Weekend Viewing: The Descent
A truly underground thriller
Sure, there are no monsters in the man-against-nature "Sanctum" while "The Descent" offers a truly shudder-inspiring threat in the creepy "crawlers," but you could just as easily call them the worst of the natural disasters faced by our crew. They are pack predators that are blind from being underground for so long (you can construct your own evolutionary journey for these albino humanoids) and hunt by sound (they screech like bats—creepy!) and scent. You could call this a subterranean “Deliverance,” pitting the weekend warrior women against cadaverous crawlers that pick off the weak and the wounded as they scramble to find their way out of this unexplored system.
Ultimately it is all about what it takes to survive. The elements are familiar, but the finished film has an integrity and intensity that makes it feel, if not new, then at least refreshed. It’s a film stripped to bloody basics, a ferocious and taut exercise in action horror that, appropriately enough, recalls the early James Cameron of "The Terminator" and "Aliens," with more gore and less sentimentality. And while "The Descent" doesn't offer the gimmick (or distraction) of 3D spectacle (and cumbersome glasses), the intensity of the experience renders such things moot. The dimensionality is in the filmmaking, the storytelling and the ferocity of the characters.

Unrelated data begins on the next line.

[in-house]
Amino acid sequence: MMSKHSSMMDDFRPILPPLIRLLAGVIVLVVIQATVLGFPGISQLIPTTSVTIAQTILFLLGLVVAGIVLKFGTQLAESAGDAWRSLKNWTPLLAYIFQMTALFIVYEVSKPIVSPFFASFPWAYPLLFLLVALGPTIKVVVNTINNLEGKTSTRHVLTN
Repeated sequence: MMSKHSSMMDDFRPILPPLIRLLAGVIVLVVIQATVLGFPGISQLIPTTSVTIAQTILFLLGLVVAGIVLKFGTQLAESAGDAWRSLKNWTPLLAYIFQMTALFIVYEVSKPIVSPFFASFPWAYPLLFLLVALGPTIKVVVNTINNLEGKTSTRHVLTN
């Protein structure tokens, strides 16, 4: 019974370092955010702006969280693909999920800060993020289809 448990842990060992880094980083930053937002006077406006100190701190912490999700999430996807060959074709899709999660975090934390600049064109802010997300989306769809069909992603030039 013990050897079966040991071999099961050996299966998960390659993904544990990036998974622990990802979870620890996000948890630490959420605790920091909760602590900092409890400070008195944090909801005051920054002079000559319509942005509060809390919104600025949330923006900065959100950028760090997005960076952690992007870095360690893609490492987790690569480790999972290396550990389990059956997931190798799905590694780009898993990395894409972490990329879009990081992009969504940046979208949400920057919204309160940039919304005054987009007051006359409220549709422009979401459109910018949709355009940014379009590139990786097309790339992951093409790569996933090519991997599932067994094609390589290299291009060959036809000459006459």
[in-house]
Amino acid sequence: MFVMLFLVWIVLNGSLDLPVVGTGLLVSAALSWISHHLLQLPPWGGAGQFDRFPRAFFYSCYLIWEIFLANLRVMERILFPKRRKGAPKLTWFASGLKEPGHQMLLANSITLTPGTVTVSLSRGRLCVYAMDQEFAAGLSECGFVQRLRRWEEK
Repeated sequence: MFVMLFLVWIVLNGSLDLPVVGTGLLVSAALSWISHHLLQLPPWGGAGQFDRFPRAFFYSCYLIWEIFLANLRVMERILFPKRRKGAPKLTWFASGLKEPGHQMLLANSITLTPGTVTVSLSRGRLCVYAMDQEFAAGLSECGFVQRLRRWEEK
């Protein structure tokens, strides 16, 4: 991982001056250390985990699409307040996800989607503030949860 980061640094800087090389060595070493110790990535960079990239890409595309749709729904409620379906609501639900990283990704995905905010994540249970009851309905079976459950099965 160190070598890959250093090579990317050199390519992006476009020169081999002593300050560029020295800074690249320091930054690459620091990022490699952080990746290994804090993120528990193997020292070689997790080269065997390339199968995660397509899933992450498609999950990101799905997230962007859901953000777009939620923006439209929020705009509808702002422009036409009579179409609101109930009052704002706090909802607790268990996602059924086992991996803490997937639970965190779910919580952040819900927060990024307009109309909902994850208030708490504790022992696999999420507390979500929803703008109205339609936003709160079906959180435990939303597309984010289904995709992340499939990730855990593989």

The version released in American theaters had one minor change from the British version: it cut the chillingly perfect coda. The film was released to DVD in two versions: the R-rated American cut and the British "Original Unrated Cut," with the coda intact. (It was also offered in a full-screen version, which in 2006 meant the old TV dimensions; that's a pretty useless incarnation for most folks today.) Blu-ray, however, just offers the original British cut. That is the edition to seek out.